Alex Garland, 2015
A sort of philosophical locked-room thriller, Ex Machina works both as a thought-provoking examination on the perils of artificial intelligence and a crowd-pleasing popcorn flick.
A Fish Called Wanda
Charles Crichton, 1988
This heist caper almost-classic still holds up remarkably well thanks to a sharp script and game cast including John Cleese, Jamie Lee Curtis and an Oscar-winning turn from Kevin Kline as a dim-witted crook who thinks he’s a genius.
Andrew F Renzi, 2015
Stunningly shot on Super 16mm film, this documentary follows the lives of two cowboys on a 2,000 acre Montana ranch during calving season, when the cows give birth. Narration and music by the late Harry Dean Stanton adds to the overall timeless feel.
Ryan Coogler, 2013
Before Ryan Coogler became one of Hollywood’s biggest names with Creed and Black Panther, he directed this powerful and intimate true story of Oscar Grant III, a young black man who was shot in the back and killed by a police officer in 2009.
Andy Nyman, Jeremy Dyson, 2017
A clever, funny, and at times very scary British horror anthology starring Paul Whitehouse and Martin Freeman. Good old-fashioned campfire chills.
Josh Safdie, Benny Safdie, 2017
Robert Pattinson continues his resurrection as one of the most exciting actors around in the Safdie brothers’ neon-drenched odyssey through the New York criminal underworld. A gut-punch of a film.
Michael Apted, 1983
William Hurt stars as a Soviet detective who uncovers a conspiracy while investigating a triple murder in Moscow’s Gorky Park. Slightly dated, but still a satisfying and mature procedural mystery, anchored by a great central performance.
Hold the Dark
Jeremy Saulnier, 2018
In the remote Alaskan wilderness, a wolf expert is called in to find the pack of wolves that killed three children. Jeremy Saulnier’s follow up to Blue Ruin and the superb Green Room still has plenty of his trademark bone-crunching violence and distinctive aesthetic, but this is an altogether stranger, more philosophical affair.
James Ivory, 1992
Some films were just made to be watched on a Sunday. A sumptuous Merchant Ivory period piece starring Emma Thompson and Anthony Hopkins, this is the perfect accompaniment to any hangover.
Ingrid Goes West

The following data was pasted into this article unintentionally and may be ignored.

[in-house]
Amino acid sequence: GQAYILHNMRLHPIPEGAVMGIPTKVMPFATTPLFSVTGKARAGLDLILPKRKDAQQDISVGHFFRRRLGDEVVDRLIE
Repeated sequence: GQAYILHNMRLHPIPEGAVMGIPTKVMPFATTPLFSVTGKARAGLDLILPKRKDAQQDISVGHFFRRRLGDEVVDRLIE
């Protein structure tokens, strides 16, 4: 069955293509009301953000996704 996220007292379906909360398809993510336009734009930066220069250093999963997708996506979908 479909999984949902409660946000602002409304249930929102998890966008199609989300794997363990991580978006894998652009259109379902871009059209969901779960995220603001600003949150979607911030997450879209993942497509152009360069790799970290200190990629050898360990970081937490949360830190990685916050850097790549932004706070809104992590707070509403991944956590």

Matt Spicer, 2017
In the role she was born to play, Aubrey Plaza stars as a demented Instagram stalker who moves to Los Angeles to meet her latest obsession. Funny and scathing (if a little unsubtle), it hits the zeitgeist nail on the head. Plaza’s performance is tender, unhinged, desperate and painfully sympathetic.
It Comes at Night
Trey Edward Shults, 2017
After a contagious illness decimates the world’s population, a man and his family live alone in the woods, with strict rules for survival. When another family comes looking for refuge, the established order is shattered in a cavalcade of tension and paranoia. Brutal and disturbing, it is one of the best horror films of the last decade.
The Meyerowitz Stories
Noah Baumbach, 2017
Further proof that Adam Sandler can actually act, he just usually chooses not to. He’s in some fine company here. Ben Stiller, Dustin Hoffman and Emma Thompson are all incredible in a funny and heartfelt tale of family dysfunction.
John Schlesinger, 1969
A grim, experimental and tender film about a bright-eyed Texan gigolo whose dreams of wealth and comfort are crushed by the harsh reality of New York’s seedy underbelly. Despite a monumentally irritating performance from Dustin Hoffman, this 1970s classic has aged rather well.
Alan Parker, 1988
Two FBI agents are sent to investigate the murders of three civil rights workers in a small Mississippi town in 1964. Gene Hackman and Willem Dafoe are both on top form in this angry and depressingly relevant film.
Barak Goodman, 2017